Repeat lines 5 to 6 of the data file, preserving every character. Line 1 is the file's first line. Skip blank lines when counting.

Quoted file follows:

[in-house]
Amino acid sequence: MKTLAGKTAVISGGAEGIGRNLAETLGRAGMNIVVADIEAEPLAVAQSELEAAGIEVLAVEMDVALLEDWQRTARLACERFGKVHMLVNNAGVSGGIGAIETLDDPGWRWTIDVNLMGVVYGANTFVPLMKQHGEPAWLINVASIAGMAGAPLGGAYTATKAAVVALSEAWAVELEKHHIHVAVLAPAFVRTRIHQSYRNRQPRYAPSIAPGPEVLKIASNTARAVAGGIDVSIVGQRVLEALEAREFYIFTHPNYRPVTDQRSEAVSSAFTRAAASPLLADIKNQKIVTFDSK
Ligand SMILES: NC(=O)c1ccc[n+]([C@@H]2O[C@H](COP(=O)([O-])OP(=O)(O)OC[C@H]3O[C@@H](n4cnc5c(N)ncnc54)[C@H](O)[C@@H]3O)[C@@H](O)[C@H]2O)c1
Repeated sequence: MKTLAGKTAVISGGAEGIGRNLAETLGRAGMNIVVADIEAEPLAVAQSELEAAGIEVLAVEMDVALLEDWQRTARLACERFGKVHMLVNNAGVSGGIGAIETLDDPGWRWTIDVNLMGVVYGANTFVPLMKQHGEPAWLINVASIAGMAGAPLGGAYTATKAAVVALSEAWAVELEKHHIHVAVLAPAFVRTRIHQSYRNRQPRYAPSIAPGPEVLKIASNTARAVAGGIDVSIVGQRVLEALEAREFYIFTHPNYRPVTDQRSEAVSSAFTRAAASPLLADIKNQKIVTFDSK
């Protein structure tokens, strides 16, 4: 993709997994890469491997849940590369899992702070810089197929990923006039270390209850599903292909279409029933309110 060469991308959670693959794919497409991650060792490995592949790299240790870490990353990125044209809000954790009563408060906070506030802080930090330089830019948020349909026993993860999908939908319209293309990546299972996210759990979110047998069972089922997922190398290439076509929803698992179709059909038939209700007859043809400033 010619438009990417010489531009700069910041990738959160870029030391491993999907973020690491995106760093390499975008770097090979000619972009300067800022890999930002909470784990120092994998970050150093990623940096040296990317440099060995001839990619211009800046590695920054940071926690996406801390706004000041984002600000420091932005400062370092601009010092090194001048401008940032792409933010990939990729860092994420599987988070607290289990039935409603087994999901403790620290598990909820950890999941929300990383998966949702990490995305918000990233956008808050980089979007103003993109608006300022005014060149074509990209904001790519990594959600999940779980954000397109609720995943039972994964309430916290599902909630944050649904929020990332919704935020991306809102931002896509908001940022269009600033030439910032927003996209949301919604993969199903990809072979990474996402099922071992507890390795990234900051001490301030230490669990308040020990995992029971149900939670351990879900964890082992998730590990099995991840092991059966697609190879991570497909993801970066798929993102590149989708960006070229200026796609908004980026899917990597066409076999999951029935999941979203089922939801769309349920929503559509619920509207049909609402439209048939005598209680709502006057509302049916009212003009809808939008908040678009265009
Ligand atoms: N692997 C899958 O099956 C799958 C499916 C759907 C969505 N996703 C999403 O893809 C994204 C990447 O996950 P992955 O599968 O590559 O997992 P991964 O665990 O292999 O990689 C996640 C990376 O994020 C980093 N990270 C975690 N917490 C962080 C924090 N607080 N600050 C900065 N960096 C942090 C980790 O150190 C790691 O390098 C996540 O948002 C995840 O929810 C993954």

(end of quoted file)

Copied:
């Protein structure tokens, strides 16, 4: 993709997994890469491997849940590369899992702070810089197929990923006039270390209850599903292909279409029933309110 060469991308959670693959794919497409991650060792490995592949790299240790870490990353990125044209809000954790009563408060906070506030802080930090330089830019948020349909026993993860999908939908319209293309990546299972996210759990979110047998069972089922997922190398290439076509929803698992179709059909038939209700007859043809400033 010619438009990417010489531009700069910041990738959160870029030391491993999907973020690491995106760093390499975008770097090979000619972009300067800022890999930002909470784990120092994998970050150093990623940096040296990317440099060995001839990619211009800046590695920054940071926690996406801390706004000041984002600000420091932005400062370092601009010092090194001048401008940032792409933010990939990729860092994420599987988070607290289990039935409603087994999901403790620290598990909820950890999941929300990383998966949702990490995305918000990233956008808050980089979007103003993109608006300022005014060149074509990209904001790519990594959600999940779980954000397109609720995943039972994964309430916290599902909630944050649904929020990332919704935020991306809102931002896509908001940022269009600033030439910032927003996209949301919604993969199903990809072979990474996402099922071992507890390795990234900051001490301030230490669990308040020990995992029971149900939670351990879900964890082992998730590990099995991840092991059966697609190879991570497909993801970066798929993102590149989708960006070229200026796609908004980026899917990597066409076999999951029935999941979203089922939801769309349920929503559509619920509207049909609402439209048939005598209680709502006057509302049916009212003009809808939008908040678009265009
Ligand atoms: N692997 C899958 O099956 C799958 C499916 C759907 C969505 N996703 C999403 O893809 C994204 C990447 O996950 P992955 O599968 O590559 O997992 P991964 O665990 O292999 O990689 C996640 C990376 O994020 C980093 N990270 C975690 N917490 C962080 C924090 N607080 N600050 C900065 N960096 C942090 C980790 O150190 C790691 O390098 C996540 O948002 C995840 O929810 C993954």